"Effect": "Allow",
            "Action": [
                "s3:GetObject"
            ],
            "Resource": [
                "arn:aws:s3:::certsigninglambdabucket/signing-ca.crt"
            ]
        },
        {
            "Sid": "Stmt1497305262000",
            "Effect": "Allow",
            "Action": [
                "s3:DeleteObject",
                "s3:GetObject"
            ],
            "Resource": [
                "arn:aws:s3:::certsigninglambdabucket/*.csr"
            ]
        },
        {
            "Sid": "Stmt1497305306000",
            "Effect": "Allow",
            "Action": [
                "s3:DeleteObject",
                "s3:GetObject",
                "s3:PutObject"
            ],
            "Resource": [
                "arn:aws:s3:::certsigninglambdabucket/*.crt"
            ]
        }
    ]
}

Please note that I used wildcard notation for files so I expect them to have strictly defined extensions. Next I create new role CertSigningLambdaRole and assign policies AWSLambdaBasicExecutionRole and newly created CertSigningLambdaS3Policy.

You can find JSON with this policy on my GitHub.

 

Adding access to S3 service from Lambda function to the code

In this version of application I will modify part of codes responsible for reading and writing files. Remember what we are adding is access to S3 from Lambda. First of all we need to initiate variable that will represent our connection to S3 service.

s3 = boto3.resource('s3')

When we try to do any operation on object stored in S3 Bucket we should handle exceptions in case of any errors. Im my code if reading or writing fails I want my application to write full information about the problem into logs. I use try construction to accomplish the task.

try:
    ca_cert_s3obj = s3.Object('certsigninglambdabucket','signing-ca.crt')
    ca_cert = crypto.load_certificate(crypto.FILETYPE_PEM, ca_cert_s3obj.get()['Body'].read())
except ClientError as e:
    print(e.message)

To access S3 object we need to use Object() function from s3 variable. As an arguments we provide bucket name and key (which is the name of the file stored in the bucket). As a result we get variable that is connected to S3 Bucket object or exception. To read content of stored file we need to get Body from the created handler using GET method and perform read() operation on it. That’s how it looks like when we compare previous and current codes side by side.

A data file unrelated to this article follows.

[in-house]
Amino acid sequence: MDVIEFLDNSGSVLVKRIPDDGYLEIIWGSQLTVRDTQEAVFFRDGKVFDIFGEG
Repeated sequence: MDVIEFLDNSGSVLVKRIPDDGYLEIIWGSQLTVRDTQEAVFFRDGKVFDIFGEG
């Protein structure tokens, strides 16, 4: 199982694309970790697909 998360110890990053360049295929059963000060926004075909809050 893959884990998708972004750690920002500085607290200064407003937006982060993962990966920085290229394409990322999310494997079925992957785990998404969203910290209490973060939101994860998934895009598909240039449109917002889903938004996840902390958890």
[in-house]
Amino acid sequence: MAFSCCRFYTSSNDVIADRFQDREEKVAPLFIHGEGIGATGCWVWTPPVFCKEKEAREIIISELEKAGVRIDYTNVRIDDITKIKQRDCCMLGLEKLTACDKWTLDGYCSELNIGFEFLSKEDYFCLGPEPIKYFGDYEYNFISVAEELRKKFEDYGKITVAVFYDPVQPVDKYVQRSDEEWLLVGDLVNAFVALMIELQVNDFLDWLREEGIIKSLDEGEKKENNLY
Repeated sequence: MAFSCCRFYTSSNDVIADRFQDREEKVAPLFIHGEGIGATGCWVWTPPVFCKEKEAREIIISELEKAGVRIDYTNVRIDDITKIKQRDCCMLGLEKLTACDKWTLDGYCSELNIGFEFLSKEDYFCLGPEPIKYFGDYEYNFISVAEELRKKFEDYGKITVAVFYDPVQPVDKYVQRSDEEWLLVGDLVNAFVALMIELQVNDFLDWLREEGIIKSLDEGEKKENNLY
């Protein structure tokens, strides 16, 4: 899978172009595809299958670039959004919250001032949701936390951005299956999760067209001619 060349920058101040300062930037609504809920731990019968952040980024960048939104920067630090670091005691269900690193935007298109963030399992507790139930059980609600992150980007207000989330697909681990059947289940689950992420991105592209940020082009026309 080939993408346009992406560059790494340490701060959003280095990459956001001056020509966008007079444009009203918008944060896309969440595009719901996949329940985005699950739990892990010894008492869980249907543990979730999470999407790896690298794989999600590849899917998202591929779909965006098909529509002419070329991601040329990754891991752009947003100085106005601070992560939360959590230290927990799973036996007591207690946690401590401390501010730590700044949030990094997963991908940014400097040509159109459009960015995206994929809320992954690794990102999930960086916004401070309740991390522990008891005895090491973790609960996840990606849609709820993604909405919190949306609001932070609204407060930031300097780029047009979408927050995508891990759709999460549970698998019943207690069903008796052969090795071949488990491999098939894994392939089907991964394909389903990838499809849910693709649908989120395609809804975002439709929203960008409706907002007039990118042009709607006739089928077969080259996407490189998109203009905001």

Access to S3 service from Lambda in source code

Access to file in S3 souce code

In same way we perform Write operation on new certificate file, we need to remember to write into Body of the S3 object

try:
    s3.Object('certsigninglambdabucket','asav-3.virl.lan.crt').put(Body=crypto.dump_certificate(crypto.FILETYPE_PEM, new_crt))
except ClientError as e:
    print(e.message)

So access to S3 service from Lambda is performed just by calling boto3 function instead of opening local file. There is not much change in the logic because S3 objects are treat in our code same as files. We just need to remember about handling the exceptions.

Execute new code

Finally we can now create new Lambda function or update the code of one. Please notice that comparing to code from previous chapter I’ve changed file name to CertSigningS3.py and funtion that we need to call is main() now. So we need to define Handler as CertSigningS3.main to make this work. We also need to assign newly created CertSigningLambdaRole IAM role to this Lambda function. If we forget that or forget to assign all required permissions we can expect error message. Thanks to botocore library it will be in nice user-readable format

An error occurred (AccessDenied) when calling the PutObject operation: Access Denied

As a result of proper execution of our function we will find new file in our S3 Bucket with signed certificate. The file name will be the same as we statically specified in our code – asav-3.virl.lan.crt. Seems like we’re done, we just added access to S3 service from Lambda and we can read files from there and write new ones.

Full code of application from this chapter is available on my GitHub.

 

Summary

In this chapter I showed you how to Access to S3 service from Lambda. We extended the code adding connection to S3 Bucket where we store files then we read and write into this buket. Using boto3 library is not that hard, all functions are really well documented. Finally we executed our function and as a result new file appeared in the bucket. In addition we have now exceptions handling in our code.

When accessing other AWS service we need to remember about following aspects:

  • We need to create IAM policy that will allow Lambda to perform operations on other services. This policy must be as restricted as possible for security reasons. Remember to attach this policy to IAM role
  • Use boto3 library to access other services
  • You need to handle exceptions in your code, botocore library provide nice framework for this